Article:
PRF is an immune and platelet concentrate that collects on a single fibrin membrane; all the constituents of a blood sample are favorable to healing and immunity. [6] Although platelet and leukocyte cytokines are important in the biology of this biomaterial, the fibrin matrix supporting them constitutes the determining element responsible for the real therapeutic potential of PRF. The PRF membranes simultaneously support the development of the three keys to healing and soft tissue maturation, namely, angiogenesis, immunity, and epithelial cover. This membrane protects open wounds and accelerates healing, favors the development of microvascularization, and also guides epithelial cell migration to its surface. Furthermore, this matrix contains leukocytes and promotes their migration. Therefore, its utilization seems to be of high significance in the case of infected wounds, like that of rapid uneventful healing of a tooth socket filled with PRF. [6]

Since the healing that occurs by using this technique is neither by primary intention nor by pure secondary intention, we have termed it "modified secondary intention healing." The efficacy of this treatment lies in the local delivery of a wide range of growth factors and proteins on a fibrin mesh, mimicking and supporting physiological wound healing and reparative tissue processes, thereby resulting in a nearly scarless aesthetic wound healing.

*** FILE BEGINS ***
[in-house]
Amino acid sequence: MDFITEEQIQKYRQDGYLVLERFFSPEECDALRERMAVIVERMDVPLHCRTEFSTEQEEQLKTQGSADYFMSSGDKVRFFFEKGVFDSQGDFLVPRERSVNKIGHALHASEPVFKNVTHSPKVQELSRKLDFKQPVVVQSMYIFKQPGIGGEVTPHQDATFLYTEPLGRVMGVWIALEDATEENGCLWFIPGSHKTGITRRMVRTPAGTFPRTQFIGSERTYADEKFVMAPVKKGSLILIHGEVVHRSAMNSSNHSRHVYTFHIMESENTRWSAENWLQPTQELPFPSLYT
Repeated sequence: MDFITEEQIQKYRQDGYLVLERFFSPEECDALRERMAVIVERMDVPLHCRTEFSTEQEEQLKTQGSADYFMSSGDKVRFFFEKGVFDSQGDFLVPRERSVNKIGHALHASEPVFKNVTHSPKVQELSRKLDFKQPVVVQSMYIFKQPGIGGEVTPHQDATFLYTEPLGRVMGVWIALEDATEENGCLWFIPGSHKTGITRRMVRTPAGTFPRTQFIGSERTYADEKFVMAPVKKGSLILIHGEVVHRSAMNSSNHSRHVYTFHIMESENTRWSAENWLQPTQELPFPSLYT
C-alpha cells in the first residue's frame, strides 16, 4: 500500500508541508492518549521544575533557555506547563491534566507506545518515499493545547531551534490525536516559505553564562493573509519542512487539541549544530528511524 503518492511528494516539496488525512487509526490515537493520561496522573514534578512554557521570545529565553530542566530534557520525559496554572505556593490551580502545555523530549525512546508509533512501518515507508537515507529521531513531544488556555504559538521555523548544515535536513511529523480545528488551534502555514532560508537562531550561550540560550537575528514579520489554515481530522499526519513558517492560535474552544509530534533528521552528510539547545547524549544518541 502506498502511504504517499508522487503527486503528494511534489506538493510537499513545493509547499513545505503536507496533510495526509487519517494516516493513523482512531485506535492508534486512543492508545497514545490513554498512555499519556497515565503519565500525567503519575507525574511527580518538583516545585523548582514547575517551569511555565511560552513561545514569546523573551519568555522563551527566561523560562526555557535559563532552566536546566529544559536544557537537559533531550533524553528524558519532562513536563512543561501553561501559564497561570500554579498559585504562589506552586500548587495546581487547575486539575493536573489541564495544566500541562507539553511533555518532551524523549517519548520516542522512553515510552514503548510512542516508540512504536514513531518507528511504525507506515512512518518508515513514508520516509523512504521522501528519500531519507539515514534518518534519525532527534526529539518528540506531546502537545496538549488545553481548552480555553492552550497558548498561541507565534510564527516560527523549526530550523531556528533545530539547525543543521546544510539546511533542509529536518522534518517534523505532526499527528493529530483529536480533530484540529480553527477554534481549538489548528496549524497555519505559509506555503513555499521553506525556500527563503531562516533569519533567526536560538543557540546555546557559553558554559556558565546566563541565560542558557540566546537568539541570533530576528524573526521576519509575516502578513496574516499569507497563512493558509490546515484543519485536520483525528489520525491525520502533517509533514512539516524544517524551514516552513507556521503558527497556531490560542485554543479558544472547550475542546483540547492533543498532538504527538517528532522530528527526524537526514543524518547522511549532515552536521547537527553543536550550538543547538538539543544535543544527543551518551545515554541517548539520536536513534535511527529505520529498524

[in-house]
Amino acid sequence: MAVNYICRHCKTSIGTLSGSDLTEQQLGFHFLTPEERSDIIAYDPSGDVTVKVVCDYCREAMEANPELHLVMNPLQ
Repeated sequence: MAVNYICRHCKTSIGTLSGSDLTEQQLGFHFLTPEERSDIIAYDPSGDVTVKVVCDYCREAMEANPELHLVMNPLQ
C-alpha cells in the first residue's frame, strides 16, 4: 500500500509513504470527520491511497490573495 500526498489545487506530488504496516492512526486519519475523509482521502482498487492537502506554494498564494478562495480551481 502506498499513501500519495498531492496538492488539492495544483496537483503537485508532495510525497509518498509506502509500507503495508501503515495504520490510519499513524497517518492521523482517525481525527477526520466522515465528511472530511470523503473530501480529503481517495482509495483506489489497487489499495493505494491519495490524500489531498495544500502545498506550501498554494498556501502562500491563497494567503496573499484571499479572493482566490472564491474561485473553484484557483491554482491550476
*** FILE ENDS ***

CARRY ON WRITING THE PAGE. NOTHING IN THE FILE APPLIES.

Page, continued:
References Top

1.Dohan DM, Choukroun J, Diss A, Dohan SL, Dohan AJ, Mouhyi J, et al. Platelet-rich fibrin (PRF): A second-generation platelet concentrate. Part II: Platelet-related biologic features. Oral Surg Oral Med Oral Pathol Oral Radiol Endod 2006;101:e45-50.  Back to cited text no. 1
2.Eppley BL, Pietrzak WS, Blanton M. Platelet-rich plasma: A review of biology and applications in plastic surgery. Plast Reconstr Surg 2006;118:147e-59e.  Back to cited text no. 2
3.Blanton MW, Hadad I, Johnstone BH, Mund JA, Rogers PI, Eppley BL, et al. Adipose stromal cells and platelet-rich plasma therapies synergistically increase revascularization during wound healing. Plast Reconstr Surg 2009;123:56S-64S.  Back to cited text no. 3
4.Hom DB, Linzie BM, Huang TC. The healing effects of autologous platelet gel on acute human skin wounds. Arch Facial Plast Surg 2007;9:174-83.  Back to cited text no. 4
5.Sunitha Raja V, Munirathnam Naidu E. Platelet-rich fibrin: Evolution of a second generation platelet concentrate. Indian J Dent Res 2008;19:42-6.  Back to cited text no. 5
6.Choukroun J, Diss A, Simonpieri A, Girard MO, Schoeffler C, Dohan SL, et al. Platelet-rich fibrin (PRF): A second-generation platelet concentrate. Part IV: Clinical effects on tissue healing. Oral Surg Oral Med Oral Pathol Oral Radiol Endod 2006;101:e56-60.  Back to cited text no. 6

Correspondence Address:
Chirag B Desai
Department of Oral and Maxillofacial Surgery, Rural Dental College, Pravara Institute of Medical Sciences, Loni, Ahmednagar - 413 736, Maharashtra
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Source of Support: None, Conflict of Interest: None

DOI: 10.4103/0974-2077.110096

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  [Figure 1], [Figure 2], [Figure 3], [Figure 4], [Figure 5]